Moving into the third chapter, we find this triology of questions at vs. 37-39: ‘Who has commanded and it came to pass, unless the Lord has ordained it? Is it not from the mouth of the Most High that good and evil come? Why should a living man complain, a man, about the punishment of his sins?’ There are so many different questions being asked today.
They are being asked by different people. They are being asked in different ways and with different expectations. What do the question of  Lamentations have to say to our day, a day of many questions? They may prompt the modern questioner to think about the question he’s not asking as well as the questions he is asking ― ‘Perhaps, there is a God who has his own questions to put to me.’ Lamentations asks its questions within the context of the great declaration of faith : ‘Great is thy faithfulness’ (3:23). This combination of intense questioning and confident faith might well increase the questioner’s expectation of an answer ― an answer which while it may leave some questions unresolved, opens the doors to faith. As we face modern man’s questions, we must ‘be ready always to give an answer to every man who asks us to give a reason for our hope’ (1 Peter 3:15). In giving an answer, we dare not imagine that we can ever hope to give a complete answer to every question. We must always remember that ‘the secret things belong to the Lord our God; but the things that are revealed belong to us’ (Deuteronomy 29:29). The answer which we give is not our answer. It is God’s answer.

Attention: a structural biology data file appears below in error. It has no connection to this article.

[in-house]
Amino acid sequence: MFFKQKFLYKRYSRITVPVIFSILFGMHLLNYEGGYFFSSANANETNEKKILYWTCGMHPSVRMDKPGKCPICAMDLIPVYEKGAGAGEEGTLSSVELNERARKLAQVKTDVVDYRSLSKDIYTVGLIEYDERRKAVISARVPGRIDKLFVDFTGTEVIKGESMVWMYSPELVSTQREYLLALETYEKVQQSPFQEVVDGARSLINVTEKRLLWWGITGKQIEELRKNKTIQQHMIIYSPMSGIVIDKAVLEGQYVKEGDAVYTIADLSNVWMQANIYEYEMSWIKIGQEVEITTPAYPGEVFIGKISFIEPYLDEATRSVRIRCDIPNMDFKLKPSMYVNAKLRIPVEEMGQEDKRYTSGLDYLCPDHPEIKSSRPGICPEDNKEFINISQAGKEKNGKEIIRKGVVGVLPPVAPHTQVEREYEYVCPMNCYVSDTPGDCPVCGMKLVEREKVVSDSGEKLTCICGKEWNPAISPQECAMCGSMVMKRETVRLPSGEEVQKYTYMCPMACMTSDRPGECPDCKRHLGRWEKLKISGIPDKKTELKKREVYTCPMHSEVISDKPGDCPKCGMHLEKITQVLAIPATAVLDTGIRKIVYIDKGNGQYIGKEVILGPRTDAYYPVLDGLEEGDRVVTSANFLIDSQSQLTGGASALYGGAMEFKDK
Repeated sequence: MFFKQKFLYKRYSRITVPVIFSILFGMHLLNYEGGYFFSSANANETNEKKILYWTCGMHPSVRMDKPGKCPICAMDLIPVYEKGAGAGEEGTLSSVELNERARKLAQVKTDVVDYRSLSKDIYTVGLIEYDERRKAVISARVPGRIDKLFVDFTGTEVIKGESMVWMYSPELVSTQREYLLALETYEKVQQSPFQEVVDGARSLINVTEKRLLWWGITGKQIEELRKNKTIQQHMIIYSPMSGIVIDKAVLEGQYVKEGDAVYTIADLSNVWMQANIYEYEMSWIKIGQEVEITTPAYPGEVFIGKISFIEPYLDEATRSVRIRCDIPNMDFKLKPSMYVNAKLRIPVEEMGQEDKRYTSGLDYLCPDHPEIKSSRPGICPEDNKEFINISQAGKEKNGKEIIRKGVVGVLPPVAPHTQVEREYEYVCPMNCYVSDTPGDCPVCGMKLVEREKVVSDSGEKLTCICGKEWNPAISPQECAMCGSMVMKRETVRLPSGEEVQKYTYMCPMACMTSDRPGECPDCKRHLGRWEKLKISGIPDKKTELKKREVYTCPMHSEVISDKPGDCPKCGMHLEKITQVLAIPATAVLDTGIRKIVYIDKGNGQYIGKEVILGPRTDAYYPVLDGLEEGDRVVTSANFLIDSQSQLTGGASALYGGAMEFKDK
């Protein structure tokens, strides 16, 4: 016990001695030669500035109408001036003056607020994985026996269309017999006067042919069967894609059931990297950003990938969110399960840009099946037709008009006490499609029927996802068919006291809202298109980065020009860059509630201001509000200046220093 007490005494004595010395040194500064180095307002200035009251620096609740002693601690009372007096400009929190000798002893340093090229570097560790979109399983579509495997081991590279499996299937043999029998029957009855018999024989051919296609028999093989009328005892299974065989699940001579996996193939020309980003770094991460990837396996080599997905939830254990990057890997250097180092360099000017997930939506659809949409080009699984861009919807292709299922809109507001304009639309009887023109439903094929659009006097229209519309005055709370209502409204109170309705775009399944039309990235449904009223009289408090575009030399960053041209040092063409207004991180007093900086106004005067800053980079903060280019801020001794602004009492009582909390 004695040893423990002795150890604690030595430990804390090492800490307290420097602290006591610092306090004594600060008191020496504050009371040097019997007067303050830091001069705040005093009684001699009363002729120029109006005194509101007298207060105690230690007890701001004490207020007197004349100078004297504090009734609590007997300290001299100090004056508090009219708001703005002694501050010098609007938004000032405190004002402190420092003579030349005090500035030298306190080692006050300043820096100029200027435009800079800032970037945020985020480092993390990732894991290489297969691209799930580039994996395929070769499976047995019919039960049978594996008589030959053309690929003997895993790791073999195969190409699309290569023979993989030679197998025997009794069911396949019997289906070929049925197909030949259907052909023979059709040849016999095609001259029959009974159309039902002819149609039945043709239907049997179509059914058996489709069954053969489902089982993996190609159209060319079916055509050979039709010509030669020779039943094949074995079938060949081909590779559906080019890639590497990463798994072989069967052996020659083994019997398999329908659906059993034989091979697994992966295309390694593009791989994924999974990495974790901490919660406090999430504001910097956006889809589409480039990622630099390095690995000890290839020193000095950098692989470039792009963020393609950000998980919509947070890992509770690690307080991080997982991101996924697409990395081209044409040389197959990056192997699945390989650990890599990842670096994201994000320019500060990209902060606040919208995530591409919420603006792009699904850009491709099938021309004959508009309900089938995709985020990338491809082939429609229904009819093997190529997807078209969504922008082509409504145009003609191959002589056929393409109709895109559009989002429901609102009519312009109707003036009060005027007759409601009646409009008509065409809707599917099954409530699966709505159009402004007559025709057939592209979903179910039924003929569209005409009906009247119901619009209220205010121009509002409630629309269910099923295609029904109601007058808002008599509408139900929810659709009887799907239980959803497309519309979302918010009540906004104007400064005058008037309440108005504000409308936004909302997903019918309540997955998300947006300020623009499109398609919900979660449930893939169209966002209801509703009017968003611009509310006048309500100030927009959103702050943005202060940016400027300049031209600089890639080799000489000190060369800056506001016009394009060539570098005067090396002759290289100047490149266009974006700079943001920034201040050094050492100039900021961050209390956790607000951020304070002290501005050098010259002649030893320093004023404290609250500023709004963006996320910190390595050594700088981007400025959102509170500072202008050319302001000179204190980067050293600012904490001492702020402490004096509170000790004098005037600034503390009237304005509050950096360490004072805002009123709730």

Man’s question has been answered by God. He has answered it in person. The God of faithfulness ― the Word made flesh (John 1:1, 14) ― is God’s answer to mans question. The answer which we give must always be a Christ-centred answer. We may now focus special attention on two of the questions asked in Lamentations ‘Is it nothing to you, all you who pass by?’ (1:12), and ‘Where is bread and wine?’ (2:12). We read these questions in connection with two other questions, the first two questions asked in the Bible: ‘the serpent ... said to the woman, “Did God say ... ?” ’ (Genesis 3:1), and ‘the Lord God called to the man..., “Where are you?” ‘ (Genesis 3:9). Taking these four questions together, we may find a helpful pattern for thinking about Christian witness in today’s world. The Bible’s first question was asked by neither God nor man. It was asked by ‘the serpent’ ― ‘that ancient serpent, who is the Devil and Satan’ (Revelation 20:2). We do not introduce the devil here in order to provide ourselves with an excuse for our unbelief. After all, Scripture tells us that ‘each person is tempted when he is lured and enticed by his own desire’ (James 1:14). Rather, we speak of Satan’s question ― ‘Did God say?’ in order to emphasize that many of today’s questions arise from unbelief, and not from faith seeking understanding. We speak of the Satanic origin of the Bible’s first question in order to stress that, in today’s world, we are involved in spiritual warfare (Ephesians 6:12), when we seek to bring the modern questioner from one form of questioning ― the questioning of unbelief ― to another very different form of questioning ― faith seeking understanding. We must  eckon with the activity of Satan when we encounter the questioning which arises from unbelief‘the god of this world has blinded the minds of the unbelievers, to keep them from seeing the light of the gospel of the glory of Christ’ (2 Corinthians 4;4). How is the problem of unbelief to be overcome? Unbelief gives way to faith, only when God is at work in the human heart: ‘it is the God who said, “Let light shine out of darkness,” who has shone in our hearts to give the light of the glory of God in the face of Christ’ (2 Corinthians 4:6). The emergence of faith in the human heart is the work of ‘the Lord, who made heaven and earth’ (Psalm 121:2). If we are to combat unbelief effectively, our evangelism must be God―centred. We proclaim the God of love, the God who sent his Son ‘to seek and to save the lost’ (Luke 19:10). God has not changed. He is still the God of love. He still calls out to the lost, ‘Where are you?’. In love, he still invites the sinner to return to him. His love is a yearning love, a passionate love, a love which says to the indifferent: ‘Is it nothing to you, all you who pass by?’. His love for us is a love which draws out from our hearts a returning love ― ’Loving him who first loved me’. Touched by the love of God, the modern questioner finds that the character of his questioning begins to change. The question of the unbeliever gives way to the question of the seeker: ‘Where is bread and wine?’. There is a hunger and thirst which the world cannot satisfy, a hunger and thirst which can be satisfied only by the One whose body was broken for us and whose blood was shed for us. ‘Where is bread and wine?’ It is not the ‘bread’ and ‘wine’ of this world, which satisfies the deepest need of the human heart. It is Jesus Christ ‘the bread of Life’ (John 6:48), ‘the true vine’ (John 15:1). ‘Where is bread and wine?’ This is the question of the seeking heart. To those who are truly seeking, Jesus says, ‘You will find’ (Matthew 7:7). Why do we start asking the seeker’s question? His love lays hold on us. What do we find when we truly seek? His love. The love which prompted us to seek is the love which we find in Jesus Christ. Evangelism, when it is truly God-centred, will also be Christ-centred. Evangelism, which is both God―centred and Christ-centred, becomes effective through the power of the Holy Spirit. It is witness for Christ, which is grounded in walking in the Spirit. True evangelism is grounded in care and prayer. If we truly desire to see the mighty blessing of God in our day, we must care for those who are living without Christ, and we must pray for them. Caring and praying ― both are vital if we are to be really used by the Lord to bring his blessing into the lives of others. Caring for those who have yet to find the Saviour, we invite them to consider the question of 1:12 ― ‘Is it nothing to you, all you who pass by?’. Praying for them, we pray that they will ask the seeker’s question ― ‘Where is bread and wine?’ (2:12). Caring and praying, we are ― by our lives and our words ― to invite men and women to consider Jesus Christ and to discover for themselves what w e can do in their lives. As we seek to be faithful to God in our Christian walk and witness, we will discover ― despite all the difficulties facing the Christian Faith and the Christian Church ― the great truth which lies at the heart of Lamentations ― ‘Great is thy faithfulness’.